TIME TO REPUBLISH THIS ONE:
Below is my adaptation of one of the clearest representations that I have ever seen of when the roads diverge into quality improvement, evidence-based practice, & research. Well done, Dr. E.Schenk PhD MHI, RN-BC!
This applies to you current and future authors. (Don’t think you won’t be one someday!)
Try to find an author name you can stick with. You want people to easily find all your work. What to consider? What does the future hold? Here’s some help from new online article in Nurse Author & Editor:
I’m a stickler for the plural. (Peer reviewers are, too.) What’s your take?
Buckle up, folks. People have strong feelings about whether to treat “data” as a singular or plural noun. And we are going to talk all about it today.
Technically, “datum” is the singular version, and “data” is the plural version.
This means—technically—“data” takes a plural version of a verb.
The data are correct.
The data show these numbers.
The data illustrate the findings.
But . . . these days, most people treat “data” as if it were singular. So they use a singular verb with it.
The data is correct.
The data shows these numbers.
The data illustrates the findings.
This is where you have to make a decision. Are you going to be a stickler and fight for “data” as a plural, or are you going to buckle under peer pressure and treat it as singular?
You are entitled to your own thoughts about this. But guess…
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What is the difference between a research question and hypothesis? A hypothesis is a predicted answer and focuses on testing whether a particular cause(s) actually creates a particular effect(s) (i.e., ASA lowers MI risk). A hypothesis allows us to test whether we are telling the future correctly. ( note: It may be written in interrogative form, but should not be confused with a research question. If the terms cause, effect, or any of their synonyms occur you are dealing with a hypothesis: an educated prediction.)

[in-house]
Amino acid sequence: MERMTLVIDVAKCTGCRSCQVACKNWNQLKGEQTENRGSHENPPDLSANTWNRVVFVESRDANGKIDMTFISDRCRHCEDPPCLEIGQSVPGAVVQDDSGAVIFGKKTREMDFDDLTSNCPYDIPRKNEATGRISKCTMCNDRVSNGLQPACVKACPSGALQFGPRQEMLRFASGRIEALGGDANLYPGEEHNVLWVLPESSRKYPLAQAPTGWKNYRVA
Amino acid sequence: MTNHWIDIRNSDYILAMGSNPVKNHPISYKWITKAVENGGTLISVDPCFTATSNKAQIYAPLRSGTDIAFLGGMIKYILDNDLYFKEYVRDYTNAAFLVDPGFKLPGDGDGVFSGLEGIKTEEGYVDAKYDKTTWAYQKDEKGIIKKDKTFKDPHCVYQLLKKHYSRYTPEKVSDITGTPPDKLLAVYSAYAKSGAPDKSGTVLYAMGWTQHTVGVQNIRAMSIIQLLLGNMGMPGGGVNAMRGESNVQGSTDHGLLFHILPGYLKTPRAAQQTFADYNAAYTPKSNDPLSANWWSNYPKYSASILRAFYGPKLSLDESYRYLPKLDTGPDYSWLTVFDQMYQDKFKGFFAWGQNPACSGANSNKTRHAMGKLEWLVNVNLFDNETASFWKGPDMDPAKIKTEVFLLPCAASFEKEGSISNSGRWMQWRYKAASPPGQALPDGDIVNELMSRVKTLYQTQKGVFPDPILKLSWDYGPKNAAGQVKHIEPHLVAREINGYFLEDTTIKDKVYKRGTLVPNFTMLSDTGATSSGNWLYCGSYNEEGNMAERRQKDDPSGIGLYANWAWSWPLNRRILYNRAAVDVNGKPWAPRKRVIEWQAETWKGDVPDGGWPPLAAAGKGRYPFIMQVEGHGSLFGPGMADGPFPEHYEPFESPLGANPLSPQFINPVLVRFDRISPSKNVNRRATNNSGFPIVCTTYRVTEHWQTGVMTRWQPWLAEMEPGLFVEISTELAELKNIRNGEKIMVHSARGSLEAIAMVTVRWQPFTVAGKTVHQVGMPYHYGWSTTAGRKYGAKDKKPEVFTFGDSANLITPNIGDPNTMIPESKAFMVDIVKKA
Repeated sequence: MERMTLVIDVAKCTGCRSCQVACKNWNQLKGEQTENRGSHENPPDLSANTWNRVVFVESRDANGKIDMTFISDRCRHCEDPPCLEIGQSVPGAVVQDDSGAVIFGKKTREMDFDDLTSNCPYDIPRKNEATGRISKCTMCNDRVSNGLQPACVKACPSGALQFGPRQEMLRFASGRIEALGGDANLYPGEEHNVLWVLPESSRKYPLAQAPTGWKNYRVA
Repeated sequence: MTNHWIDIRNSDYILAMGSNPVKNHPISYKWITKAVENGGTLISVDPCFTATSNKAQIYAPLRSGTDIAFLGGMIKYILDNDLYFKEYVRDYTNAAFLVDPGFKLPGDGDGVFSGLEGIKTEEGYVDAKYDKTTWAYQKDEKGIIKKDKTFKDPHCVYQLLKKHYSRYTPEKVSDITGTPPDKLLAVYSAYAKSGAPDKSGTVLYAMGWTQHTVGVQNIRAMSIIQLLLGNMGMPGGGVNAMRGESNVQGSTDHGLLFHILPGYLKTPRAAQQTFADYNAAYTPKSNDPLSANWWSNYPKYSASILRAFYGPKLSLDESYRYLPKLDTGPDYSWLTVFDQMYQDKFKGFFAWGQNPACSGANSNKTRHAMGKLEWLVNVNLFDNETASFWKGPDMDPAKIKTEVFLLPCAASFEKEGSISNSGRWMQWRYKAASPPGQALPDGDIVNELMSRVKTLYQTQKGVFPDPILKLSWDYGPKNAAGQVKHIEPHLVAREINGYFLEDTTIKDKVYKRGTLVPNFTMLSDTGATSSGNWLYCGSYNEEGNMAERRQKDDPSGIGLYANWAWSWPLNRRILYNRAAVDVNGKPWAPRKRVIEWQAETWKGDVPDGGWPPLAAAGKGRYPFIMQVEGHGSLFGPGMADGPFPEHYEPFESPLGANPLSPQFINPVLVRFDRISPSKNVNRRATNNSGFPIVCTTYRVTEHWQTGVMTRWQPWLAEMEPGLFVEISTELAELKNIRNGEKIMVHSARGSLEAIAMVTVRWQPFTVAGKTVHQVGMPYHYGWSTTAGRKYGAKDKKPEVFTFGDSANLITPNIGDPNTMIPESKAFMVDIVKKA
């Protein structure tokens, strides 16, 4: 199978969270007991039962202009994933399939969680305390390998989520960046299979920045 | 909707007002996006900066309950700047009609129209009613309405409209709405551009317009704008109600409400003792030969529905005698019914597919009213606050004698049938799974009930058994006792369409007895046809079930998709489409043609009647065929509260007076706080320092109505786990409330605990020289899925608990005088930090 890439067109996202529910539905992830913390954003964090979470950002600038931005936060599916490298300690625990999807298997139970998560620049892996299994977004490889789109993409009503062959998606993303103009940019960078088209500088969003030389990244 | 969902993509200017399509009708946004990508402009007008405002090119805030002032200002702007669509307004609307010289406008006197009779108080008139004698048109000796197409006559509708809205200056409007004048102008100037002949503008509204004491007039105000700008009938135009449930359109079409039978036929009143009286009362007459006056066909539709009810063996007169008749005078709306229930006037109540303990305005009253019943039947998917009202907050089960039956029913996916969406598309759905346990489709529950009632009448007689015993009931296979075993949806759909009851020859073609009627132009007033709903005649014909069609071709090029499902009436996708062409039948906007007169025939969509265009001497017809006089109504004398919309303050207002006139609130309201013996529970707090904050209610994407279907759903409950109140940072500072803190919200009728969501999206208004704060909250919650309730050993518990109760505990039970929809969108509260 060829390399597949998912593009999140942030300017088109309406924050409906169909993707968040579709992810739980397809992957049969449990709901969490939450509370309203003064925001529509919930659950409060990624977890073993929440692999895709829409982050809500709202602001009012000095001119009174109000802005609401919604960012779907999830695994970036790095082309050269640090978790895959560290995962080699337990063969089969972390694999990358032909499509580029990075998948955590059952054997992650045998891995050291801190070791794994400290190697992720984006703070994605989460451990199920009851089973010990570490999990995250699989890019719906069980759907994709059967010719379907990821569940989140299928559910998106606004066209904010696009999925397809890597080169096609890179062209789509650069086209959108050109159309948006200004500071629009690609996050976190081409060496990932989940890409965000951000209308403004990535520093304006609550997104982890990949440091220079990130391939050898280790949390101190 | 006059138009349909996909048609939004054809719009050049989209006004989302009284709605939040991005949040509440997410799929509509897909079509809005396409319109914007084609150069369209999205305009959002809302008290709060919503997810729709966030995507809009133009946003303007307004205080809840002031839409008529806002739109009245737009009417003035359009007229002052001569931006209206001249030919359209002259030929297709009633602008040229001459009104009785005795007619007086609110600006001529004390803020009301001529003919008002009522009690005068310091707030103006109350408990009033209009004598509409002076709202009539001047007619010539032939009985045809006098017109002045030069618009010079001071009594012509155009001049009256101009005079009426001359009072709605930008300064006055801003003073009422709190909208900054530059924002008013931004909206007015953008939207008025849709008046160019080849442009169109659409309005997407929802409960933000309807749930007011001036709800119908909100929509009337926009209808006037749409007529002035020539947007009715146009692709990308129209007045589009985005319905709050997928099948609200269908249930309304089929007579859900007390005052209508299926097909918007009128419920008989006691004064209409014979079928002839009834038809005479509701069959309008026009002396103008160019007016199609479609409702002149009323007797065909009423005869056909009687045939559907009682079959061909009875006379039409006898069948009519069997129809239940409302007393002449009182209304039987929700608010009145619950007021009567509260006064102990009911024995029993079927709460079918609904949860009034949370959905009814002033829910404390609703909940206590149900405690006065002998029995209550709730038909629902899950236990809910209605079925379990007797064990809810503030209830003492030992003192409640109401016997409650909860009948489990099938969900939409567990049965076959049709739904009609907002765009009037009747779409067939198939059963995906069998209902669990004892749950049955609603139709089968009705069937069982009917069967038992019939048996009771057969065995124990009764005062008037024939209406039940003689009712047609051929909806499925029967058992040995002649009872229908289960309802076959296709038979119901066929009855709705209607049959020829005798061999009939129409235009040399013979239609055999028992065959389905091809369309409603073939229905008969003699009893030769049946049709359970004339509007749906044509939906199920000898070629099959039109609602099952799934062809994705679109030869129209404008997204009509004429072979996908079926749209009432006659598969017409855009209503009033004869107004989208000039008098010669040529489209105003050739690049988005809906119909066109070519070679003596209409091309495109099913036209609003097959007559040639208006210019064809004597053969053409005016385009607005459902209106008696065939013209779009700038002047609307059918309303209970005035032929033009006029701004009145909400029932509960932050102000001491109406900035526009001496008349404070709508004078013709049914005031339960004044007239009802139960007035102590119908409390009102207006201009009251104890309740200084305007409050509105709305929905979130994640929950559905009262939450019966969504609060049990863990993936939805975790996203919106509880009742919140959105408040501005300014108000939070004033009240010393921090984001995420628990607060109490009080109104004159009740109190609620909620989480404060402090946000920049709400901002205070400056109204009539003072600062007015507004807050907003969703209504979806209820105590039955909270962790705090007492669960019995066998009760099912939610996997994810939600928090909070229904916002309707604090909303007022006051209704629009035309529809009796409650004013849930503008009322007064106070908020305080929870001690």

On the other hand, we use a research question when we don’t know enough to predict possible cause and effect, & merely want to describe something. A question may also be used to find out whether or not 2 things are related to each other, but we aren’t ready to identify one as causing the other (i.e., which came 1st, the chicken or the egg?—these are related, but which was the cause?) Research questions allow us to gather information that may lead to hypotheses.
There you have it. Consider yourself introduced to hypotheses and research questions.
What do you think?
Critical thinking question: One of the following is a hypothesis & one is a research question. Which is which?
- The purpose of this study was to describe the expectations for pain relief of patients with abdominal pain and how their communication with providers relates to their overall pain relief. (Yee et al 2006)
- We investigated whether a brief pain communication/education strategy would improve patient pain communication skills. (Smith et al, 2010)
Happy research reading!